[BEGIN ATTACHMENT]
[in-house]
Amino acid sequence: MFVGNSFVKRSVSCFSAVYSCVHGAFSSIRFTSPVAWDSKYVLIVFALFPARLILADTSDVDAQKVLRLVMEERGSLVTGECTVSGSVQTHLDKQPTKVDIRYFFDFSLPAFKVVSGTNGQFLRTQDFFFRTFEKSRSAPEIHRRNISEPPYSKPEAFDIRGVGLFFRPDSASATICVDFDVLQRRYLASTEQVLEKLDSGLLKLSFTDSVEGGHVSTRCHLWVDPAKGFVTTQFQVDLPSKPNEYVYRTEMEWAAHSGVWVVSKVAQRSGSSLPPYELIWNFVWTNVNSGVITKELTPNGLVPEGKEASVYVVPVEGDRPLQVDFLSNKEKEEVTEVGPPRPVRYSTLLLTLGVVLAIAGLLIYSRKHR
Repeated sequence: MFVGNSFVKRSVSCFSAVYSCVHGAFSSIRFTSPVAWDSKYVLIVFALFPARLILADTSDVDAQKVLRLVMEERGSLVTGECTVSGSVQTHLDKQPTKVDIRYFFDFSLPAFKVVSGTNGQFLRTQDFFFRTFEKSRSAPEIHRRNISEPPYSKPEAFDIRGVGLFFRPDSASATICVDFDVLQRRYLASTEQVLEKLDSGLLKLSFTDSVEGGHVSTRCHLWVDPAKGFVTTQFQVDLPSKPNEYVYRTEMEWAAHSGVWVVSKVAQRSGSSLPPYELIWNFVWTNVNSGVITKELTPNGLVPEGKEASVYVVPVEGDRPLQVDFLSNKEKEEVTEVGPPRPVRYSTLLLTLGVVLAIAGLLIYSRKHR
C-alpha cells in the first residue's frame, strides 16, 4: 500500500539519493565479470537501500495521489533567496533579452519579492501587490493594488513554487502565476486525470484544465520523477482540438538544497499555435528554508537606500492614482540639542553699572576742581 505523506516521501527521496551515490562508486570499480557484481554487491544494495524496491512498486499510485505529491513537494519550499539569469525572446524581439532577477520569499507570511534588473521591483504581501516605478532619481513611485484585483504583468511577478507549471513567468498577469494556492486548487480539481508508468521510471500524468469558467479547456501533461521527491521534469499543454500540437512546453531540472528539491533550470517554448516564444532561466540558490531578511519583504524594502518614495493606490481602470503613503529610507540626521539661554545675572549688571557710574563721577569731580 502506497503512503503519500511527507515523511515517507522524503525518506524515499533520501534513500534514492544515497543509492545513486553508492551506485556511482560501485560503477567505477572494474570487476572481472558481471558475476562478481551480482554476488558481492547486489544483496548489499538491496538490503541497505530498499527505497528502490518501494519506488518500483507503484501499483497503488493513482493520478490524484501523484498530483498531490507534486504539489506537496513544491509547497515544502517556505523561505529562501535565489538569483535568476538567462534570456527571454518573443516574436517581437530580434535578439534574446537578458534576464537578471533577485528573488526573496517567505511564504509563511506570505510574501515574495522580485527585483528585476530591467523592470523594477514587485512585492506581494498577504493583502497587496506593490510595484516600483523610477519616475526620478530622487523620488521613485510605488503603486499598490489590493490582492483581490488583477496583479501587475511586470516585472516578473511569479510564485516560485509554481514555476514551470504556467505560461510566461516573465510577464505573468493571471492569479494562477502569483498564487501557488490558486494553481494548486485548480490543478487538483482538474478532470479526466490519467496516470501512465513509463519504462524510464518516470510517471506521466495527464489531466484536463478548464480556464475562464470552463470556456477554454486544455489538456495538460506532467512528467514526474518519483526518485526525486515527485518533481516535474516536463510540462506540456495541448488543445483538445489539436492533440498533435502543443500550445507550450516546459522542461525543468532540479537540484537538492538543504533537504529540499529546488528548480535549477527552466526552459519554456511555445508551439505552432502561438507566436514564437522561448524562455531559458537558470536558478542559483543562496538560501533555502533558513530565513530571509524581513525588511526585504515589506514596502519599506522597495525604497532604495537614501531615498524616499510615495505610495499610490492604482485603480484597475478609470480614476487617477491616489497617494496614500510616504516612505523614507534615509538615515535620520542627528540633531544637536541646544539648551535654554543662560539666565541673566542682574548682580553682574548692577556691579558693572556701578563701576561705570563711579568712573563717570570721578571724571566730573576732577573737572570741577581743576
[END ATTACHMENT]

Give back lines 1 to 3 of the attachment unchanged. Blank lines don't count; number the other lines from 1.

[in-house]
Amino acid sequence: MFVGNSFVKRSVSCFSAVYSCVHGAFSSIRFTSPVAWDSKYVLIVFALFPARLILADTSDVDAQKVLRLVMEERGSLVTGECTVSGSVQTHLDKQPTKVDIRYFFDFSLPAFKVVSGTNGQFLRTQDFFFRTFEKSRSAPEIHRRNISEPPYSKPEAFDIRGVGLFFRPDSASATICVDFDVLQRRYLASTEQVLEKLDSGLLKLSFTDSVEGGHVSTRCHLWVDPAKGFVTTQFQVDLPSKPNEYVYRTEMEWAAHSGVWVVSKVAQRSGSSLPPYELIWNFVWTNVNSGVITKELTPNGLVPEGKEASVYVVPVEGDRPLQVDFLSNKEKEEVTEVGPPRPVRYSTLLLTLGVVLAIAGLLIYSRKHR
Repeated sequence: MFVGNSFVKRSVSCFSAVYSCVHGAFSSIRFTSPVAWDSKYVLIVFALFPARLILADTSDVDAQKVLRLVMEERGSLVTGECTVSGSVQTHLDKQPTKVDIRYFFDFSLPAFKVVSGTNGQFLRTQDFFFRTFEKSRSAPEIHRRNISEPPYSKPEAFDIRGVGLFFRPDSASATICVDFDVLQRRYLASTEQVLEKLDSGLLKLSFTDSVEGGHVSTRCHLWVDPAKGFVTTQFQVDLPSKPNEYVYRTEMEWAAHSGVWVVSKVAQRSGSSLPPYELIWNFVWTNVNSGVITKELTPNGLVPEGKEASVYVVPVEGDRPLQVDFLSNKEKEEVTEVGPPRPVRYSTLLLTLGVVLAIAGLLIYSRKHR